Gone but not forgotten part II

Of course, it’s not actually that simple to forget people and events in real life, or when books are based on real life. Characters have a habit of living on in the imagination.

Dream Land, which is a novel about the return of the Crimean Tatars to Crimea in the 1990s, tells largely true stories, many of them heard from friends. I still visit Crimea, and worry about what is happening there. The characters I invented for the book do have a future that goes beyond the last page. I think Safi, the heroine, is married now, and handing on her grandfather’s stories to her children, who are not all that interested in them. Her brother in the book is radicalised by the hardships and discrimination they suffered as teenagers; I’m afraid  he went on to fight against the Russians in Chechnya. I hope he came back. I expect he’s angrier than ever now, campaigning for the rights of his oppressed comrades in Afghanistan, Iraq, Gaza.

I watched a programme about Palestinian children in Gaza this week. There are some similarities between the situation there and that in Crimea with the returning Crimean Tatars. I was thinking about them as I watched these children talk about what it is like to have to live in a tent with your family, to watch your house being bulldozed right in front of you. To witness the death of your father or your brother, shot by soldiers. To be living every day with the pain of bits of shrapnel in your head.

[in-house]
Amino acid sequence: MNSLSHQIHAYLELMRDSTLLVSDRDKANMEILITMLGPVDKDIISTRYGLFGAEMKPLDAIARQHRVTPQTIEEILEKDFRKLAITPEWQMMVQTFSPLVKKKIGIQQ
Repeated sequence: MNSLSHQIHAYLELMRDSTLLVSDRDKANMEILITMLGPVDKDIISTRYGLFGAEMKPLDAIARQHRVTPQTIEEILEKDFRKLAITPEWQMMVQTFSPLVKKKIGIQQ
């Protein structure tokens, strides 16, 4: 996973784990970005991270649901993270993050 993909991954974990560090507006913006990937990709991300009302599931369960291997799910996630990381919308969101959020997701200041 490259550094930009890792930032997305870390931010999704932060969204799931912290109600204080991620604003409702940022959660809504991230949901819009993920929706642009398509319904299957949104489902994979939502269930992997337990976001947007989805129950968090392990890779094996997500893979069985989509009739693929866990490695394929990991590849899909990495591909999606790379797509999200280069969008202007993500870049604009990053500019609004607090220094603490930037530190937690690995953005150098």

The future for most of these Palestinian children is almost unimaginable, although they themselves tried to think about it. One wanted to avenge the deaths of his father and brother. Another longed to be free to travel the world. And a third said she wanted to die.

The programme ended, as documentaries and sometimes movies do, with a few paragraphs of information, those bald sentences flashed up on the screen summarising ‘what happened afterwards’. Finishing the story. Those paragraphs informed us that of the two children featured who had leukaemia and were unable to leave Gaza to get treatment, one subsequently reached a hospital in Israel. The other died.

And that’s that. End of the story. Except of course it isn’t, because there are devastated parents and helpless medical workers and border guards just doing their job and furious brothers and opportunist politicians and– and– and–

Stories are the way everyone makes sense of the world. I don’t think it would be possible to live otherwise. The children of Gaza are making their lives into stories – playing games of being stopped by soldiers, of torturing and being tortured, of shooting Israelis. The documentary told a story too, that us lucky viewers could sigh at or feel impotent rage over (and even vent it afterwards on a lovely channel 4 forum for online ranting).

I wish those children were in a book I’d written, so I could invent mostly happy futures for them and then mostly forget about them. But they’re not, and neither are the Crimean Tatar children. In real life, the people I wrote about in Dream Land have built busy, complicated, difficult, unexpected, fulfilling existences for themselves in Crimea. And in real life in Gaza?


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A novel about the Crimean Tatars' return to their homeland

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